Republicans, who have a 55-member majority, are threatening to lower the threshold for closing debate on all nominations to a simple majority. They say they need only 50 votes plus Vice President Cheney to make the change. Democrats call this the nuclear option, and say they will use other parliamentary rules to bring the Senate to a virtual standstill if Republicans use it.

Democrats have blocked about 10 of Mr. Bush's roughly 50 appellate court nominees, although that is only a small percentage of the more than 200 total judges that have been confirmed.

One of those scheduled for approval by the committee is Judge William H. Pryor Jr., a Catholic and opponent of abortion rights whose previously blocked nomination has become a favorite cause of the party's Christian conservative wing. Republican strategists, however, said Friday that Judge Priscilla R. Owen, a friend of the president from Texas, was favored as the poster nominee for the filibuster fight, and that it could occur as early as the second week of May, when the Senate returns from recess.

But Republicans did not persuade some of their closest allies.

On Thursday afternoon, Dr. Frist convened a meeting with top officials of major business groups, including the United States Chamber of Commerce and the National Association of Manufacturers, to enlist their support for the fight, officials of the groups said.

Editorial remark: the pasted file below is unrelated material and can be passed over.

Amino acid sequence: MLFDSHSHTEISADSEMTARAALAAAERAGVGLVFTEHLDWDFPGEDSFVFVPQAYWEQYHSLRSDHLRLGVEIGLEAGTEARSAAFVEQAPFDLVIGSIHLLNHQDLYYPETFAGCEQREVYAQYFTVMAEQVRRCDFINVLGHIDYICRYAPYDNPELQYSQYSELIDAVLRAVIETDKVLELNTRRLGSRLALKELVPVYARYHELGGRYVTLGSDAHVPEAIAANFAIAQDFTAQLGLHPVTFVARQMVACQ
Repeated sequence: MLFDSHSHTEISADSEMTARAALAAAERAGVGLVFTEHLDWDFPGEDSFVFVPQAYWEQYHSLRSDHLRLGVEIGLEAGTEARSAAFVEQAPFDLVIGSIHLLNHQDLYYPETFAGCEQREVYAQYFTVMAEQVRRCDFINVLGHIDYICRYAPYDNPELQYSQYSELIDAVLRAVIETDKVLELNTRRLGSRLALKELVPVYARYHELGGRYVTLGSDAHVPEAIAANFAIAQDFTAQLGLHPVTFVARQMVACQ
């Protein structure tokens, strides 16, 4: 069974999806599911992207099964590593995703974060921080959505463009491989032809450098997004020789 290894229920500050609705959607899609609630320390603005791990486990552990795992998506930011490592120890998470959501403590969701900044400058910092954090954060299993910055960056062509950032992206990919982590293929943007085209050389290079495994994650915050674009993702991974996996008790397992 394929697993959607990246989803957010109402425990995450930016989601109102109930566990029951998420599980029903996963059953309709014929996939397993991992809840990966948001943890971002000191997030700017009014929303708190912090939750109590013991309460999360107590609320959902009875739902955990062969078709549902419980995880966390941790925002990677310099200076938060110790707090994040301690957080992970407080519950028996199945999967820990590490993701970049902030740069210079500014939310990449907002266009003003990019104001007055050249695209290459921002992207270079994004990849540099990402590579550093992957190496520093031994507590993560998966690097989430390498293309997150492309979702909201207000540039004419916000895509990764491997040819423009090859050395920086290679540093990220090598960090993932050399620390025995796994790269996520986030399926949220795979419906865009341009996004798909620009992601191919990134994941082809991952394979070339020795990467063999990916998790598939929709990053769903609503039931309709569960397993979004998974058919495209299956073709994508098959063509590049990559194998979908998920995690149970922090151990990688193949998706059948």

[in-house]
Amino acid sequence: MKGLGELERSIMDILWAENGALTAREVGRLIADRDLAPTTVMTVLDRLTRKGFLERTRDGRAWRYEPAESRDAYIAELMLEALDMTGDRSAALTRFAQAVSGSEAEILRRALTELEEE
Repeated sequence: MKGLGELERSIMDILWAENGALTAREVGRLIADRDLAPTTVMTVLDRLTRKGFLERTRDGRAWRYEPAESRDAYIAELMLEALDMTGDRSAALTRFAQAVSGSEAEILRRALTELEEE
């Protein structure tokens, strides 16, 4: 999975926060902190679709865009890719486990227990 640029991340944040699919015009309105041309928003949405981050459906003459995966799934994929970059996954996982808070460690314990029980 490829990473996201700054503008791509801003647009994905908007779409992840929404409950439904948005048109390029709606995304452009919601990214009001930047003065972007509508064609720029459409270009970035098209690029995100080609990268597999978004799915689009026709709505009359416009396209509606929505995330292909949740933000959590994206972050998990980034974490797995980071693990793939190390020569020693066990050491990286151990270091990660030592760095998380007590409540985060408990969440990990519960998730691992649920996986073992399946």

But the business groups pointedly declined to back him, these officials said, in part because in response Democrats have threatened to tie the Senate in knots that would block the group's legislative priorities like the energy bill and tort reform. The next morning, Tom Donohue, president of the United States Chamber of Commerce, told a gathering of journalists that the group had no interest in supporting the fight over the confirmation rules.

Some Republican senators continue to express reservations. Two, John McCain of Arizona and Lincoln Chaffee of Rhode Island, have said they oppose the move.

On Wednesday, Senator Arlen Specter, chairman of the Judiciary Committee, warned that the parties were headed for "mutually assured destruction."

"At certain junctures of American history," Mr. Specter said in a speech on the floor, "the fate of our system of government has rested on the ability of members of this body to transcend party loyalty for national interest," he said. "I believe the Senate currently faces such a challenge between party-line voting on filibusters and potential voting on the 'constitutional or so-called nuclear' option."

Internal polls conducted for Senate Republicans by the Winston Group show they have their work cut out for them, said a person familiar with the results. Asked about the plan to end the Democrats judicial filibusters, 51 percent of respondents oppose the idea and 37 percent support it. But 80 percent believed that nominees deserve a yes-or-no vote, this person said.

Several conservative groups, including the anti-union National Right to Work Committee, the Gun Owners of America and the National Pro Life Alliance, oppose the change, arguing that conservatives have often relied on filibusters too.

Theodore B. Olson, President Bush's former solicitor general, wrote in an op-ed article published Thursday in The Wall Street Journal that both parties should "stop using judicial appointments to excite special interest constituencies and political fund-raising."

Still, Friday morning, Senator McConnell told the Christian Broadcasting Network that "what Senate Republicans are simply trying to do is get us back to the procedure that operated quite nicely for 214 years" when judicial appointments were voted up or down on the floor.

Mr. McConnell added, "We will have the votes."